To get there:

  • Select tab page layout
  • Hit the Breaks drop down
  • Click Insert Page Break

You can see beneath the insert choice there is a remove Page Break and reset all Page Breaks choice too.

Where to find the Breaks and Insert Page Break buttons

If you wish to see an overview of the breaks navigate to view/ page break preview.

From here you are able to drag the thick blue lines with your mouse to reset the breaks.

Here is a preview of the printed page with the page break.

Page 1 of the print after break addedPage 2 of the print after break added

Setting a Background

The background is the area behind any data or charts that you add to a worksheet and is white by default.

If you fancy a change you can insert graphics/ photographs / company logo pictures into the background.

They are inserted at their default size and cannot be adjusted once they have been inserted.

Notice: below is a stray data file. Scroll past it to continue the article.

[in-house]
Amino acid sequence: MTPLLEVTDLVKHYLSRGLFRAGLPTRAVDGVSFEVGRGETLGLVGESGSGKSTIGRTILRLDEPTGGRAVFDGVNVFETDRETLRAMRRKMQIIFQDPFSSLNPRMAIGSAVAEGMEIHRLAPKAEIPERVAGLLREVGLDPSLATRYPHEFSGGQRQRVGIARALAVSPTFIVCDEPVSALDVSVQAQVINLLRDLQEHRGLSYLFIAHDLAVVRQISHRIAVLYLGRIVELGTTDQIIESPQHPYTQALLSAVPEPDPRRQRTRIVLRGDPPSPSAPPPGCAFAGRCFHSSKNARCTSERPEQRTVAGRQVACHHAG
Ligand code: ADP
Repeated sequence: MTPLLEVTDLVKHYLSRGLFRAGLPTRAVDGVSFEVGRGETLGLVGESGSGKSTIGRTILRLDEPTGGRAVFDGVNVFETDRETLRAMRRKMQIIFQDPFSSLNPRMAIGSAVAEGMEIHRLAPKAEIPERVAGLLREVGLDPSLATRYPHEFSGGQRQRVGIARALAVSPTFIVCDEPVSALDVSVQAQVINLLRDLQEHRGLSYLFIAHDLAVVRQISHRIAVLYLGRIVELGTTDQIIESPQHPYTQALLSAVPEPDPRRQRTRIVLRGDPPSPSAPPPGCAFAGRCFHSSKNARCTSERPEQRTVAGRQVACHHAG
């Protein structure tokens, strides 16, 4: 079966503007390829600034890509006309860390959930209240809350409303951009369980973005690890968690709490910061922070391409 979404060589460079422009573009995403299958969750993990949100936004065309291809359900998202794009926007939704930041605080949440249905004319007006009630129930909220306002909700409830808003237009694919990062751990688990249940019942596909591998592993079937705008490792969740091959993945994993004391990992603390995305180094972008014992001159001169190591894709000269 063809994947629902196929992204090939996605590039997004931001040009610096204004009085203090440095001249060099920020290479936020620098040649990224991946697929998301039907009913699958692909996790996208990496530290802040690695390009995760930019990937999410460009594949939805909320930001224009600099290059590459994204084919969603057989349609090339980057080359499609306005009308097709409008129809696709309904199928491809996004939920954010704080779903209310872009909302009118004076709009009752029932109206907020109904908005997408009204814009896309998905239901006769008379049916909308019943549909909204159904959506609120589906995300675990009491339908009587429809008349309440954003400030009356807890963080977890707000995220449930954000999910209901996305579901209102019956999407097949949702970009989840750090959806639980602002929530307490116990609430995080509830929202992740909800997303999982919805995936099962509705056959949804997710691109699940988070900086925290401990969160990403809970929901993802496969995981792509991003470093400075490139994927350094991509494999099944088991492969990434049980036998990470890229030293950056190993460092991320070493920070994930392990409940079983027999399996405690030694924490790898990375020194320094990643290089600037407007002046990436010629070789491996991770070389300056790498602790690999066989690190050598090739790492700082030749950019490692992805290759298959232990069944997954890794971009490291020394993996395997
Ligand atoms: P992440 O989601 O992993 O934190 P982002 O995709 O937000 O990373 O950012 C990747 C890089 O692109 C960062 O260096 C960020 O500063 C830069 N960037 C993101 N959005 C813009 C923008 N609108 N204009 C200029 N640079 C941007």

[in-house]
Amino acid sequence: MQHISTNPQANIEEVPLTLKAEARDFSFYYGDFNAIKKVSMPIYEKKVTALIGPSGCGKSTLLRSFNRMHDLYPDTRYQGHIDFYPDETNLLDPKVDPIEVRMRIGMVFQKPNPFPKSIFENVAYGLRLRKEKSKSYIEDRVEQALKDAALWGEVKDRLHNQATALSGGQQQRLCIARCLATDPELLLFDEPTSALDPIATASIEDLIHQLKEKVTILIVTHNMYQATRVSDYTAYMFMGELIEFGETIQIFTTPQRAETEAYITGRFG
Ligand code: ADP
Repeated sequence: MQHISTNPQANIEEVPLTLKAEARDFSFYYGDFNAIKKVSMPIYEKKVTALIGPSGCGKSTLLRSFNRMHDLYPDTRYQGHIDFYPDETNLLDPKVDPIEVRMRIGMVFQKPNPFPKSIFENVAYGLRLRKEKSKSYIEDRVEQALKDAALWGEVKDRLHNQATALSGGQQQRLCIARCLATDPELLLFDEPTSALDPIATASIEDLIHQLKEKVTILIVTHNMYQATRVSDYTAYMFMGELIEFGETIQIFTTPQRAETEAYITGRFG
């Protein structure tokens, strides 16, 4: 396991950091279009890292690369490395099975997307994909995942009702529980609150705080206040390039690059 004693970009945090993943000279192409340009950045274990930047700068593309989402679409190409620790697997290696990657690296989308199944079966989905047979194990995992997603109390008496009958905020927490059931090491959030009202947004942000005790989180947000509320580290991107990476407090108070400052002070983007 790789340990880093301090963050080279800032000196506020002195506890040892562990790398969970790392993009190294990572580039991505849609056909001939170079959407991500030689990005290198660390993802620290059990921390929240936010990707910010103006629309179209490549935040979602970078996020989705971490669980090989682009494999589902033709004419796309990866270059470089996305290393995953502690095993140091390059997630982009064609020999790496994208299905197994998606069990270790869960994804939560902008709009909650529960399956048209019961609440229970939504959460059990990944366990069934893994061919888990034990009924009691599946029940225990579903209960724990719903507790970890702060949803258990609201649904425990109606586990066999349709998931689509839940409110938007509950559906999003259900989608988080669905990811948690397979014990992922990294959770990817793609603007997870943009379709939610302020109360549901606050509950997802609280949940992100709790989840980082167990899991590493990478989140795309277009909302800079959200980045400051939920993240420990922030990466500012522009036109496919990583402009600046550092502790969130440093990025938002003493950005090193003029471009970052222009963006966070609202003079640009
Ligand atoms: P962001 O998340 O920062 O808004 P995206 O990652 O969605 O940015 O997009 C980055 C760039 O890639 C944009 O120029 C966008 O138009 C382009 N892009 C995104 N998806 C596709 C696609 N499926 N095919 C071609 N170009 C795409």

If you wish them to be more transparent you will need to have them ready like that before inserting.

To insert or delete a background:

  • Go to Page Layout
  • Click background in the page setup group.

Where to find the background button in Page Layout tab

Setting Rows as Repeating Print Titles

When printing long spreadsheets Excel will only print row and column headings on the 1st page by default.

If you have a long spreadsheet, trying to remember what all of the column headings are can be quite confusing.

To print them on every sheet do the following:

  • Go to Page Layout again
  • Click Print Titles

Where to find Print Tiles button

Excel will auomatically put row 1 in this section.